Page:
Re: New Age Angst
Mon, 12 May 1997 00:08:09 -0400 (EDT)

In response to:

<< Last night I found myself in a futile conversation. I couldn't tell at
<first if this woman was on a mystic-trip or actually in touch with
<reality, but I new it was over when she said, "Have you read _The
<Celestine Prophesy_?" I'm sure many of you have been there...
<The woman I conversed with exhibited a pattern of thought that I've noticed
<numerous conversations with New Agers: They can rebuke any attempt at
<rational thought b/c their belief system allows them to say anything,
<making up mind-fodder as they go along. Now, many of you who are far more
<leathal at intellectual sparring than I are surely more successful at
<with mystics than I. My arguing skills are need of developement (hence
<this post). As I struggle to put together rational replies to their
<fanciful ramblings, these mystics run circles around my logic. How do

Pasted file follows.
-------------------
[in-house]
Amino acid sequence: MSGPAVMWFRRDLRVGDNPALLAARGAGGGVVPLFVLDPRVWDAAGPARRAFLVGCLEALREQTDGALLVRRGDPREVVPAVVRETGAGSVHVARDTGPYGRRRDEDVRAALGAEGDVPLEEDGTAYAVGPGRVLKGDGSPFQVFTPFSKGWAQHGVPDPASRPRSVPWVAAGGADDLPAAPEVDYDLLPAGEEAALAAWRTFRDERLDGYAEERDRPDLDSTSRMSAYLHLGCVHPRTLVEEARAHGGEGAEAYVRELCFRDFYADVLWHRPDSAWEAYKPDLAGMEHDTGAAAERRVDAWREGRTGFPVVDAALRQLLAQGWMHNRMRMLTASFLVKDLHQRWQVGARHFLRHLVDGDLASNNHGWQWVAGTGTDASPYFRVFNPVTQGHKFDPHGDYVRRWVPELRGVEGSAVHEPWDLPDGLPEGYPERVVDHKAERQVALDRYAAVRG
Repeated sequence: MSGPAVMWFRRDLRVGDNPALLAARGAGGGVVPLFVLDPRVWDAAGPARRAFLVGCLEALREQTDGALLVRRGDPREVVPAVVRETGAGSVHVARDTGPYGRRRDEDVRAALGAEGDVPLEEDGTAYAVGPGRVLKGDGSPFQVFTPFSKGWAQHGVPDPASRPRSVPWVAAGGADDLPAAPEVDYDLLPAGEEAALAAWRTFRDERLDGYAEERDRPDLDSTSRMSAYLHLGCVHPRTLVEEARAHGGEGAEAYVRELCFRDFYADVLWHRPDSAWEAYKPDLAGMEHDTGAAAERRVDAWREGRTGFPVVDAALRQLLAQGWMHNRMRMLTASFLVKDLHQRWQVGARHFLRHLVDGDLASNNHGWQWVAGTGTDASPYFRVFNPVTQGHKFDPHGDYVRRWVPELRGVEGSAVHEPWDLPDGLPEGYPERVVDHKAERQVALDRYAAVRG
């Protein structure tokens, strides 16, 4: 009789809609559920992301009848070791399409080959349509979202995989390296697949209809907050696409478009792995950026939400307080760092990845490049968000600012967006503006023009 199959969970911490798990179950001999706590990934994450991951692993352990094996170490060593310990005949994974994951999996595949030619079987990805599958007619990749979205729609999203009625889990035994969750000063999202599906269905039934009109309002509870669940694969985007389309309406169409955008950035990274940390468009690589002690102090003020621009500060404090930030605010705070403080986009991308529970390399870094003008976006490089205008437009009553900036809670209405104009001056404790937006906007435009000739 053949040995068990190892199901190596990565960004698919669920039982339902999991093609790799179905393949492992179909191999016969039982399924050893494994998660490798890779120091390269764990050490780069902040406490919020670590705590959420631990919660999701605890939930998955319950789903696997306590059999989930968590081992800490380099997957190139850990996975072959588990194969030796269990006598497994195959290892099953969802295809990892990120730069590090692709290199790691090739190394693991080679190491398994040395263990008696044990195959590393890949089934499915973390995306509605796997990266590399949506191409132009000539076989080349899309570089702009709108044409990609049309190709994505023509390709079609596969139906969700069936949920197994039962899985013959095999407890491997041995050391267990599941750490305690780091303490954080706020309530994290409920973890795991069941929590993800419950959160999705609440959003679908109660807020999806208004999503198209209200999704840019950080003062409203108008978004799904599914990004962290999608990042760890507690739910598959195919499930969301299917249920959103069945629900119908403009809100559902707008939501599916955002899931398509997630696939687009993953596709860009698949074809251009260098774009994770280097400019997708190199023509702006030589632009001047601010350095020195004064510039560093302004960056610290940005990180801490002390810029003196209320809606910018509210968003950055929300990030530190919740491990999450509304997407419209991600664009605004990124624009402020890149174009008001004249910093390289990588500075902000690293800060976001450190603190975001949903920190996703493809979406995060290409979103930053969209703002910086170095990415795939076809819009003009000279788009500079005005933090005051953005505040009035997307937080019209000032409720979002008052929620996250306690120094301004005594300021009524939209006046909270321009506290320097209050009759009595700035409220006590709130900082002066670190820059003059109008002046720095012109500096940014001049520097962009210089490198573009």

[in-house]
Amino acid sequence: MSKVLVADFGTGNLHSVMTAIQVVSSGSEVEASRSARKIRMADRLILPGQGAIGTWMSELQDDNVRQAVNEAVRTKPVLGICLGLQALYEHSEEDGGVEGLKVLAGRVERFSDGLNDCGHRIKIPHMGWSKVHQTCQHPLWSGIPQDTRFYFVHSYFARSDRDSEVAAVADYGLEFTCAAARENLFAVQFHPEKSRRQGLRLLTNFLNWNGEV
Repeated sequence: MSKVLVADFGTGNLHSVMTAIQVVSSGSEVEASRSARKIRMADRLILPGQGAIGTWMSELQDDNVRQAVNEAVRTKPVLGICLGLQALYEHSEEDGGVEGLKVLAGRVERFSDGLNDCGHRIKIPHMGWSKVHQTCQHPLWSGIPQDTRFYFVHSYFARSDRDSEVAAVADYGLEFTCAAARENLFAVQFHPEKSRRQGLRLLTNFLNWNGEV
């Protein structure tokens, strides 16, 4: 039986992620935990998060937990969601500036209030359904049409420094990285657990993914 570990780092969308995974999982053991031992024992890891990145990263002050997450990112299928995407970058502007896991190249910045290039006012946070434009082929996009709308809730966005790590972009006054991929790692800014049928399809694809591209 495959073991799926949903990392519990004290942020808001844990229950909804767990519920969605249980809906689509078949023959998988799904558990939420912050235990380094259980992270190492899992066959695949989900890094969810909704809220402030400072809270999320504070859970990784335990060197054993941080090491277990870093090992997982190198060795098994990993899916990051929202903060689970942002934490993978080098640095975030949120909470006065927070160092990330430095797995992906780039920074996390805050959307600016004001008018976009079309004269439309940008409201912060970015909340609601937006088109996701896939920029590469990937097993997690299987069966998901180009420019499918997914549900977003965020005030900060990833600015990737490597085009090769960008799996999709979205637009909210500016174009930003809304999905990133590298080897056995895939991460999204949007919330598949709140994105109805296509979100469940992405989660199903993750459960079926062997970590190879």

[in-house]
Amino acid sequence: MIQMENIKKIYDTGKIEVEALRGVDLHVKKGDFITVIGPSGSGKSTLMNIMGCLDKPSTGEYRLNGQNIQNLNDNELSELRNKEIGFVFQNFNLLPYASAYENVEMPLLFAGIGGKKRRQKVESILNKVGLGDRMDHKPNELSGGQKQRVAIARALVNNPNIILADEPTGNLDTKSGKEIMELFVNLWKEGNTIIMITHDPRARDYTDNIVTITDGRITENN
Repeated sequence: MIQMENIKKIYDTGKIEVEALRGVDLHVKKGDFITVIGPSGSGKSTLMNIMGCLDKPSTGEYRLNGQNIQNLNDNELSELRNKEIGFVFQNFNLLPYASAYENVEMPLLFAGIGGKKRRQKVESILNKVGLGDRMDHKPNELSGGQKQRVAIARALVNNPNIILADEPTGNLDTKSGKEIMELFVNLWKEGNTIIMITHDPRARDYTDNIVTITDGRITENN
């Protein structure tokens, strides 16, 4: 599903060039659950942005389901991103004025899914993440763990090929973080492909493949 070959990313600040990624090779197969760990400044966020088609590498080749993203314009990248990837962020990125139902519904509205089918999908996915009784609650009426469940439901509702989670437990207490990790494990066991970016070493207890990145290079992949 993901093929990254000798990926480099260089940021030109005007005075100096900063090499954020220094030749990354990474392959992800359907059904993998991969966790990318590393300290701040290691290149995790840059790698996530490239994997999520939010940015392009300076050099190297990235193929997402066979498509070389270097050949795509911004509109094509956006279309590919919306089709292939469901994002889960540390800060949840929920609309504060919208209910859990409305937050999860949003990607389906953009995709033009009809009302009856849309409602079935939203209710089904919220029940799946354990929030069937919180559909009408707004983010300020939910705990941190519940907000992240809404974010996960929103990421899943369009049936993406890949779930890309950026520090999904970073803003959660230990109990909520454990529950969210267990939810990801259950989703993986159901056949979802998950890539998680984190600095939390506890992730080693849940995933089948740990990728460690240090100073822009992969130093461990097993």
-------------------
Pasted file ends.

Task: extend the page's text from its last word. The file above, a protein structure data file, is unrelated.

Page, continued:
<experienced rational thinkers deal with people who can say anything (that
<is to the extent that they can be dealt with)?
<Also, these people think they are quantum mechanics, rigging their
<silliness with quatum "stuff." These people don't even have a clue about
<concept of a quantized energy packet, yet they think that watching _Quantum
<Leap_ or reading books by quacks who give no references gives them
<understanding enough to invoke quantum physics as "proof" of their
<madness. I know just enough about quantum mechanics to know not to f***
<with it, yet they don't notice that the people who do know what they're
<talking about spend years, if not decades, understanding quantum mechanics
<to the extent that is understood. These fruit-loops are a sad lot.
<Enough angst.
<Michael Bowling
< >>

I have encountered similar situations. Mystics are mystics. Trying to
reason with someone who thinks they know all the answers, people who are not
seeking to discover what "reality" is, but rather seek mysticism, is futile.
Once you've told them the idea of rationality, or how to observe, and make
opinions based on those observations, with the right to alter the opinions
with further evidence, then, if they haven't accepted the unprovability of
mysticism, they are beyond our help. My advice is, once you determine
someone to be hopelessly irrational, only deal with them when neccessary.
Seek other companions (ones who think).
Shawn M. Johnson